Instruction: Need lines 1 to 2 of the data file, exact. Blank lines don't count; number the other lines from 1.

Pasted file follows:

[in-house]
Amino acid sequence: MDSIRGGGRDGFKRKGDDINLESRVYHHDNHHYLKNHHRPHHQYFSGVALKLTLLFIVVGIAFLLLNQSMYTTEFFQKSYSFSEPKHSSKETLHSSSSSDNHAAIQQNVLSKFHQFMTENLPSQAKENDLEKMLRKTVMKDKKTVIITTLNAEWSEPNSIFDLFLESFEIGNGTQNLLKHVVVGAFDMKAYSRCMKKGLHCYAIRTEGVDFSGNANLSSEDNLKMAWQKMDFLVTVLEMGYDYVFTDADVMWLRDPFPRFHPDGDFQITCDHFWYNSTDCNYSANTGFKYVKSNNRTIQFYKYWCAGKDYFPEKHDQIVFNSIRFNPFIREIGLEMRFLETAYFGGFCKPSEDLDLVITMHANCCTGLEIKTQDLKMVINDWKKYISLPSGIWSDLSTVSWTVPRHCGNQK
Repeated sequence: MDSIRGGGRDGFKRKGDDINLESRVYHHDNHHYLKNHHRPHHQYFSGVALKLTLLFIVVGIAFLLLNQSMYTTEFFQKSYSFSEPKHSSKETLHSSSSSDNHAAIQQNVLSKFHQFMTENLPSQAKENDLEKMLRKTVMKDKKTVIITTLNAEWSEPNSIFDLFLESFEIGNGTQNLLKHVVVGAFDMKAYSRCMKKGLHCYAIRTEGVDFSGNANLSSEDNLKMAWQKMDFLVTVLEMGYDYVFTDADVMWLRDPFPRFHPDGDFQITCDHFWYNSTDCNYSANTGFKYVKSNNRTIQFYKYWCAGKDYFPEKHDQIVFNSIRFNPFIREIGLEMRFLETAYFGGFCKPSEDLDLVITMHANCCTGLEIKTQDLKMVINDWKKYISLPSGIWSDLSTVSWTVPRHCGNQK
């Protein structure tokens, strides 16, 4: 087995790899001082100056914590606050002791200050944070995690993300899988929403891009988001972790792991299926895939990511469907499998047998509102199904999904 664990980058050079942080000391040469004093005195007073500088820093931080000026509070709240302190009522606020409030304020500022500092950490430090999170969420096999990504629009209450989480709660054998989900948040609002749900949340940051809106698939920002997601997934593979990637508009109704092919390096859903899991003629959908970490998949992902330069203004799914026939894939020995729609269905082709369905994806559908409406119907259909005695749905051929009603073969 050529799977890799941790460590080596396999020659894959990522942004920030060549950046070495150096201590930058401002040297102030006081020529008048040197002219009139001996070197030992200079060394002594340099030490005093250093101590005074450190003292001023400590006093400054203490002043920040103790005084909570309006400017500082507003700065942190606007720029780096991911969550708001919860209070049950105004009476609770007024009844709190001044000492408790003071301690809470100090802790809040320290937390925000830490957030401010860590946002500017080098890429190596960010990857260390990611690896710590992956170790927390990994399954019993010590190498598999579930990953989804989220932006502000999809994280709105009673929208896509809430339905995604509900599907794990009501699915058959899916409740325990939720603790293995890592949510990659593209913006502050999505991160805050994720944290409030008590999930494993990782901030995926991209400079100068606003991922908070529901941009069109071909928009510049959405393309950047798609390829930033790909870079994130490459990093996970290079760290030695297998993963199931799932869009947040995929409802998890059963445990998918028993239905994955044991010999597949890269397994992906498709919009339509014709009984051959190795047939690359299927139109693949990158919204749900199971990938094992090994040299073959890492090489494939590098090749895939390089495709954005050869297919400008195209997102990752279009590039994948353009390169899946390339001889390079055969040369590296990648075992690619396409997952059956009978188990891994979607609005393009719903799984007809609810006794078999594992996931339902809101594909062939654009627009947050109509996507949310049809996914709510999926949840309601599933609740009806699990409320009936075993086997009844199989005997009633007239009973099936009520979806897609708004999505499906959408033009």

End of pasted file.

[in-house]
Amino acid sequence: MDSIRGGGRDGFKRKGDDINLESRVYHHDNHHYLKNHHRPHHQYFSGVALKLTLLFIVVGIAFLLLNQSMYTTEFFQKSYSFSEPKHSSKETLHSSSSSDNHAAIQQNVLSKFHQFMTENLPSQAKENDLEKMLRKTVMKDKKTVIITTLNAEWSEPNSIFDLFLESFEIGNGTQNLLKHVVVGAFDMKAYSRCMKKGLHCYAIRTEGVDFSGNANLSSEDNLKMAWQKMDFLVTVLEMGYDYVFTDADVMWLRDPFPRFHPDGDFQITCDHFWYNSTDCNYSANTGFKYVKSNNRTIQFYKYWCAGKDYFPEKHDQIVFNSIRFNPFIREIGLEMRFLETAYFGGFCKPSEDLDLVITMHANCCTGLEIKTQDLKMVINDWKKYISLPSGIWSDLSTVSWTVPRHCGNQK